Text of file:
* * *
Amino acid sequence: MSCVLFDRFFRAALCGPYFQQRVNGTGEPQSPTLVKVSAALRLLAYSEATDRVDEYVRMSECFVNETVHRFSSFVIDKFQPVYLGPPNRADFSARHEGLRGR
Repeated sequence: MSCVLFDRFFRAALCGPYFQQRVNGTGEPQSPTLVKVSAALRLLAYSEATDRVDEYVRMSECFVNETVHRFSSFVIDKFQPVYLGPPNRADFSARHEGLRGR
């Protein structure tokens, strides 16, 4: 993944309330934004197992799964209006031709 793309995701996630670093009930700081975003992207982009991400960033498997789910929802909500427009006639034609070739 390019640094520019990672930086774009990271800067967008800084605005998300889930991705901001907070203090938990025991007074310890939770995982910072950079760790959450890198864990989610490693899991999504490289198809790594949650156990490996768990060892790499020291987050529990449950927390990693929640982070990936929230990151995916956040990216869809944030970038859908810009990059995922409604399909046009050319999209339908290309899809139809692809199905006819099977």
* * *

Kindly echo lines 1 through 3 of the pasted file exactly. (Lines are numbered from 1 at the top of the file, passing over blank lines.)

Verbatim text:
Amino acid sequence: MSCVLFDRFFRAALCGPYFQQRVNGTGEPQSPTLVKVSAALRLLAYSEATDRVDEYVRMSECFVNETVHRFSSFVIDKFQPVYLGPPNRADFSARHEGLRGR
Repeated sequence: MSCVLFDRFFRAALCGPYFQQRVNGTGEPQSPTLVKVSAALRLLAYSEATDRVDEYVRMSECFVNETVHRFSSFVIDKFQPVYLGPPNRADFSARHEGLRGR
């Protein structure tokens, strides 16, 4: 993944309330934004197992799964209006031709 793309995701996630670093009930700081975003992207982009991400960033498997789910929802909500427009006639034609070739 390019640094520019990672930086774009990271800067967008800084605005998300889930991705901001907070203090938990025991007074310890939770995982910072950079760790959450890198864990989610490693899991999504490289198809790594949650156990490996768990060892790499020291987050529990449950927390990693929640982070990936929230990151995916956040990216869809944030970038859908810009990059995922409604399909046009050319999209339908290309899809139809692809199905006819099977």